Microbial profile can be changed by weight loss. Obese individuals, who initially presented predominance of Firmicutes in comparison to Bacteroidetes, altered their microbial profile to an inverse proportion after the intake of low-calorie diets (with restriction in carbohydrates or lipids) for one year, regardless of the diet21 used. Reduced Firmicute/Bacteroidete ratio was observed in obese individuals after weight loss, which suggests that the manipulation of specific bacteria could benefit the treatment of obesity. In another study, the replacement of a standard diet by a high-fat diet in mice, led to a reduction of Bacteroidetes and increase of Firmicutes and Proteobacteria, regardless of the presence or absence of obesity, which suggests that a high fat diet, instead of obesity itself, as the main responsible for changes in intestinal microbiota and determines its composition.31

Also associated with weight loss, and possibly with changes in the amount and type of diet eaten, bariatric surgery is related to changes in microbial diversity.32 Reduction in the phylum Firmicutes was evident in individuals after Roux en Y gastric bypass procedure, as well as a proportional increase in Gammaproteobacteria.14

Therefore, studies indicate the potential of intestinal microbiota as a biomarker, mediator and new therapeutic target for metabolic diseases,10 including obesity.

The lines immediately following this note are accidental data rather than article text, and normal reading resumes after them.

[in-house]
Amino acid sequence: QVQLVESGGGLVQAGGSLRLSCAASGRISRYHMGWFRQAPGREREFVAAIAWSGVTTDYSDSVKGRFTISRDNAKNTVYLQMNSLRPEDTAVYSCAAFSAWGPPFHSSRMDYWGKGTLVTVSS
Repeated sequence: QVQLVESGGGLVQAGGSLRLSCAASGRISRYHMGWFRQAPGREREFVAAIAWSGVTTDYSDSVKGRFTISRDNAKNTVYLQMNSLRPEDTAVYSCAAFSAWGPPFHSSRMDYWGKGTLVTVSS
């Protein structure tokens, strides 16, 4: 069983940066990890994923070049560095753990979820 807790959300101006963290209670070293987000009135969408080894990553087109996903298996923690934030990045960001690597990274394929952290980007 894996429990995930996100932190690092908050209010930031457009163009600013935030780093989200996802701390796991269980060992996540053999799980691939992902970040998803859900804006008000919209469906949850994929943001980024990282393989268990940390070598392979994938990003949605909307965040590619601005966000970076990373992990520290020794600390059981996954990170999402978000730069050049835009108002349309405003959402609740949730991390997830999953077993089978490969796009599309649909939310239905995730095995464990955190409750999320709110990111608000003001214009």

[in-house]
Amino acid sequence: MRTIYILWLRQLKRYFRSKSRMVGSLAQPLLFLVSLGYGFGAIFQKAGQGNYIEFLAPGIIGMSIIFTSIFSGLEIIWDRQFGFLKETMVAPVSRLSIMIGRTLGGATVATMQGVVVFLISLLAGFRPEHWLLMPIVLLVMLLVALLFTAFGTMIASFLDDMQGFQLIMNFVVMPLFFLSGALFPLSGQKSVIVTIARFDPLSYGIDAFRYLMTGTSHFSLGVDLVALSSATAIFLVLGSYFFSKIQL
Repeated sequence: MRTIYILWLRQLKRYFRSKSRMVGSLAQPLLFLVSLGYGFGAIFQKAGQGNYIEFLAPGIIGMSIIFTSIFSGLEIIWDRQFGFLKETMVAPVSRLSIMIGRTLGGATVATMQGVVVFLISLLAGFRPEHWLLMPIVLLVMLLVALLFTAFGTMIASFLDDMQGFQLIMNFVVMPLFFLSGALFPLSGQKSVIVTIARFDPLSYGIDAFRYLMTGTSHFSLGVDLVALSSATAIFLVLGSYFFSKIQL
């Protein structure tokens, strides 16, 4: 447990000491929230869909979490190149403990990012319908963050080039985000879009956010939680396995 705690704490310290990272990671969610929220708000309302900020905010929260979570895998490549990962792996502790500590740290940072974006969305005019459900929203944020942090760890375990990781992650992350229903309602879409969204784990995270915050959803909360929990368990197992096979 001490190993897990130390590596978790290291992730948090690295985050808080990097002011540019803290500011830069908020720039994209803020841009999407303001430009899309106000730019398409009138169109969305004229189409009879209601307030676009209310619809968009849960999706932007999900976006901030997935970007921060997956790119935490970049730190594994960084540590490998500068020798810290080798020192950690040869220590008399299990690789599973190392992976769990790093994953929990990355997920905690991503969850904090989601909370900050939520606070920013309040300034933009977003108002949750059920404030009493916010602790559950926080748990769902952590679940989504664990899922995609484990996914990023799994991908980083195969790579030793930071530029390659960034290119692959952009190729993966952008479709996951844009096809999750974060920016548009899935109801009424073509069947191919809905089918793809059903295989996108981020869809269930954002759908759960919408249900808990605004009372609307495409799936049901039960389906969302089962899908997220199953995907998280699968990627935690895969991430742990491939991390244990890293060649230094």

Microbiota modulation through prebiotics and probiotics

Due to evidence of the relationship between intestinal microbiota and obesity, it is necessary to understand if it is possible to manipulate this microbiota to prevent obesity or contribute to weight reduction. In this sense, studies with animals and humans have been developed using food and compounds with prebiotic and probiotic allegation.

Studies with animal models are presented in table I,33-57 focusing on the main objective, the test food/compound, and the main findings.

Only two studies with animal models were carried out with food, namely, wheat, artichoke50 and rye.51 Both presented results of less weight gain in the experimental groups.

Among the studies that used probiotics, the Lactobacillus species were the most explored and presented different results. While the administration of Lactobacillus ingluvieie and Lactobacillus increased body weight44,49,56 and inflammatory markers in mice,44 doses of Lactobacillus paracasei reduced fat accumulation. This result was explained by the authors as an effect of L. paracasei, which increased gene expression for ANGPTL 4 (Angiopoietin-Like 4), a circulating lipoprotein lipase inhibitor.48 In another study, the addition of Lactobacillus plantarum to the high fat diet reduced the average size of adipocytes compared to the control diet.49

Supplementation with Lactobacillus ingluviei in the diet of BALB/C mice led to increased DNA expression for Firmicutes and Lactobacillus.44 As previously demonstrated, increased proportion of Firmicutes is a common finding in obese mice12,41,47 and some studies with probiotics have shown effects that favored reduction in this proportion.41,47

Everard et al.47 administered prebiotics to genetically obese animals and observed reduction in the amount of Firmicutes and increase in the amount of Bacterioidetes, as well as reduced lipid reserves. In the study of Panell and Reiner,41 the amount of Bacterioidetes was negatively correlated with the consumption of energy, fat percentage, and body weight.